As the world warms, methane trapped in ice beneath the Arctic Ocean is released. Methane is such a powerful greenhouse contributor that if the unfrozen gas reaches the atmosphere, the effects would be catastrophic. Thankfully, the methane in at least one location is being consumed by microorganisms before it can do damage.
Climatologists' greatest fear is of human-induced warming triggering feedback loops, leading to the release of even more gasses until the problem runs beyond hope of control. Several potential runaway sources have been considered, including vast fires in the Amazon and the release of carbon frozen in the Arctic tundra.
Probably the threat that frightens scientists the most, however, is methane in the Arctic Ocean, trapped in ice cages that are vulnerable to melting. Fifty-six million years ago, unknown forces triggered a major release of similar materials, transforming the Earth's climate for millions of years.
Past studies have shown some released methane is consumed by microorganisms before it reaches the surface of the ocean, softening the potential damage. The question of how much methane gets through is one of the most important unknowns in climate science and one that has proven very hard to answer. Now, Dr Katy Sparrow of Rochester University has provided encouraging news from Prudhoe Bay, northern Alaska.
The carbon in methane is mostly ordinary carbon-12, but on formation contains some heavier isotopes. Trapped at the bottom of the oceans for millenia, however, carbon-14 undergoes radioactive decay, giving old methane from the seafloor a different isotopic signature from gas of recent biological origin.
In Science Advances, Sparrow reports that the methane in the Prudhoe Bay water column indicates the surface methane is almost all new. The ancient material released from the seafloor is not reaching the place where it could be dangerous.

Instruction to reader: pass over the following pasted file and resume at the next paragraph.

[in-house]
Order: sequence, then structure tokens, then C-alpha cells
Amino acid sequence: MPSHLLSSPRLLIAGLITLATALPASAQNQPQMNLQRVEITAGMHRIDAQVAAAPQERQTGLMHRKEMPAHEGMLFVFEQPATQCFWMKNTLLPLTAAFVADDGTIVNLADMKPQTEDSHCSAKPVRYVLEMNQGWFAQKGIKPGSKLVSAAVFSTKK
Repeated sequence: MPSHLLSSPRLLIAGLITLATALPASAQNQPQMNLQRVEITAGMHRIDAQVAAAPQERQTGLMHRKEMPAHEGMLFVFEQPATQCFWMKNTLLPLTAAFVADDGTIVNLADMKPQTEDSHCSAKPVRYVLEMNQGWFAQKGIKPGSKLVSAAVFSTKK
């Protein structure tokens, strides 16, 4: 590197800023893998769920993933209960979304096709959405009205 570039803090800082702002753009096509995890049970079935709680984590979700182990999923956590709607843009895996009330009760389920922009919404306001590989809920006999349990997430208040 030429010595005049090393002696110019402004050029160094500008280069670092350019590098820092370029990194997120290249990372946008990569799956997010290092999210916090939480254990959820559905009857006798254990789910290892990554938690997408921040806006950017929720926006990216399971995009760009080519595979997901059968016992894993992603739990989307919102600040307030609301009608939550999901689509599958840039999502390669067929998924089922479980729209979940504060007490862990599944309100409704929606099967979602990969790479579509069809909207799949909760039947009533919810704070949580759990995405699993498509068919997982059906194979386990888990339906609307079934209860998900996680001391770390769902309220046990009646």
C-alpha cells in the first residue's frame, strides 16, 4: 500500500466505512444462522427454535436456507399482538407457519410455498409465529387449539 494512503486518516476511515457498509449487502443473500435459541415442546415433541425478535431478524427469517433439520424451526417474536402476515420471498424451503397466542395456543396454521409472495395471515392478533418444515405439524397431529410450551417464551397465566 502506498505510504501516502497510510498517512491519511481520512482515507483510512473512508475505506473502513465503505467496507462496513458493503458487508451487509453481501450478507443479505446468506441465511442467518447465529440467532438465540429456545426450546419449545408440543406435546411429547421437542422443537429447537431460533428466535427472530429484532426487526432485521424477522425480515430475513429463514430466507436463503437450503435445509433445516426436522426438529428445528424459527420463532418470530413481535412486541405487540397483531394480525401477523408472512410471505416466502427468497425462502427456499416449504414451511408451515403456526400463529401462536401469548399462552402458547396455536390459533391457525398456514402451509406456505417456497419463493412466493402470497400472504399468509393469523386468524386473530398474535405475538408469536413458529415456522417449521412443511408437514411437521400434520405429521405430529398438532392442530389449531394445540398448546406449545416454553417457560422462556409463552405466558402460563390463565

Sparrow told IFLScience that her team “make no attempt to upscale our findings to other areas of the Arctic,” and similar studies are needed elsewhere. Their site also has no known methane seeps, unlike those causing alarm in other parts of the Arctic. Nevertheless, the fact the Bay is quite shallow and yet the ancient methane Sparrow found near the seafloor is not reaching surface waters presents an encouraging sign for the deeper locations.
Sparrow also confirmed to IFLScience that, despite different methodology, her work is consistent with a study published last year that found that seafloor methane is not only not reaching the surface, but is stimulating the drawdown of atmospheric carbon dioxide.
Fellow Rochester researcher, Vasilii Petrenko, recently reported that during the last big warming event, most methane came from wetlands rather than the Arctic seafloor, in keeping with Sparrow's work.
The fight to stop disastrous climate change still appears in our hands.